Mi'kmaw communities in Nova Scotia pay tribute to victims of mass shooting, RCMP
Songs, prayer and a sacred fire mark one of the worst mass killings in Canadian history
Mi'kmaw communities across Nova Scotia, also known as the ancestral territory of Mi'kma'ki, are showing their support for the victims of a mass shooting that spanned 50 kilometres across the province.
The 12-hour ordeal began late Saturday, and resulted in a gunman killing at least 20 people, including an RCMP officer. It's considered to be one of the worst mass killings in Canadian history.
On Sunday evening in Sipekne'katik First Nation, just a short drive away from at least two locations where shooting occurred, RCMP Cpl. De-Anne Sack, members of the drum group Eastern Eagle, and other Sipekne'katik members honoured the victims and police with prayers and song outside the community's RCMP detachment.
"We're at a loss. We're all empty, and we all hurt," said Sack, who's been an RCMP member for 23 years.
"The only thing we could think to do was that Honour Song. To pay tribute to everybody in a kind and gentle way."
Sack said she and the other community members had no intention of posting the video online, but a passerby asked if they could share the song through a Facebook livestream. Sack began by reading a prayer specifically for police officers.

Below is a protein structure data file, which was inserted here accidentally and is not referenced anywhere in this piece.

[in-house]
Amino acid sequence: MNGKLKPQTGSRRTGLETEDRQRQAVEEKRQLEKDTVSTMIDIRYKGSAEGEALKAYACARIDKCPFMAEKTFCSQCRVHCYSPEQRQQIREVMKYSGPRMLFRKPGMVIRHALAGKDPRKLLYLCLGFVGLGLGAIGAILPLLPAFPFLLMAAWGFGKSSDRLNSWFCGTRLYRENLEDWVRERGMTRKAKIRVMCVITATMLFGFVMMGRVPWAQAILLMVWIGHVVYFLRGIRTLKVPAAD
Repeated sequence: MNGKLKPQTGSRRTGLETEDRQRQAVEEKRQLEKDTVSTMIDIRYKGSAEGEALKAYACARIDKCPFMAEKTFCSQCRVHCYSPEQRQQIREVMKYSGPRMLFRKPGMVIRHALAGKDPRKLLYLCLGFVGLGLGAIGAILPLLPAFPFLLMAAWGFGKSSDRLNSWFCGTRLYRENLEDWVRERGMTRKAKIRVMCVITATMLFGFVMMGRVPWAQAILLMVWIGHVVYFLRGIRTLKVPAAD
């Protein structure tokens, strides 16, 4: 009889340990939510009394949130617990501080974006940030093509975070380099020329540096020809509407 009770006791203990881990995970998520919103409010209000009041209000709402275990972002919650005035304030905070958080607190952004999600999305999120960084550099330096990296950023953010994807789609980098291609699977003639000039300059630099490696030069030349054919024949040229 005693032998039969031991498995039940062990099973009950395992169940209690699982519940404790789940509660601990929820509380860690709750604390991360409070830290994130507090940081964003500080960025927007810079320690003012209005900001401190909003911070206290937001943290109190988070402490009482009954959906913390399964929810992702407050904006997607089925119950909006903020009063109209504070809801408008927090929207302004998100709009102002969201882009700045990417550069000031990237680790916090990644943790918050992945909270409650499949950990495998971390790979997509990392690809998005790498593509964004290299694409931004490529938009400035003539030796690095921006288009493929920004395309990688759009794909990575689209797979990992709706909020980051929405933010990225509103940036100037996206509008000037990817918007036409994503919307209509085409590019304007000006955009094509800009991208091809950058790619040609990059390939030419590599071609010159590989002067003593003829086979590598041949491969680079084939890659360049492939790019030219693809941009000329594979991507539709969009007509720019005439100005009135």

In her career, Sack said she'd occasionally crossed paths with 23-year RCMP veteran Const. Heidi Stevenson, who was killed in the attack. Sack said Stevenson was well-liked in the Mi'kmaw communities she frequented, attending events and ceremonies.
"In any situation, she was kind, compassionate, caring and thoughtful. When you're in Mi'kmaw communities, that's what people look [for]. Somebody that's down to earth," said Sack.
"She's somebody's daughter. She was a mother. She was a sister, a comrade and I was so numb. I was shocked as the day progressed and the tragedies continue to unfold like a horrific nightmare."
The Assembly for Nova Scotia Mi'kmaw Chiefs — elected officials from the 13 communities — offered their condolences to those affected in a statement released Monday.
"We all have been shaken by what has happened in our region and the Mi'kmaq of Nova Scotia mourn the losses of these individuals alongside our family, friends and neighbours," said Chief Sidney Peters, co-chair of the assembly, in the statement.
"Our police officers work tirelessly everyday to protect the lives of all of us. Yesterday's incident was a clear indication of the sacrifice they, and their families make, to serve and protect."
Sacred fire burning
Trevor Chenier, an Ojibway man from Michipicoten First Nation in Ontario who is living in N.S., is working with Mi'kmaw friends and colleagues to begin a sacred fire outside the RCMP detachment in Enfield, N.S.
Chenier said the idea came from a conversation with Enfield RCMP officials, after he'd visited a community memorial outside the detachment to perform a personal smudging ceremony.
"I offered to gather the Mi'kmaw community here and arrange a sacred fire to honour the tragic passing of Heidi Stevenson and all others that we lost," said Chenier.
"[The sacred fire] is to help everyone cope."
Chenier said that as per cultural practice, the fire will burn for four days to honour the victims and to help others acknowledge the tragedy. He said he'll be keeping a 24-hour vigil.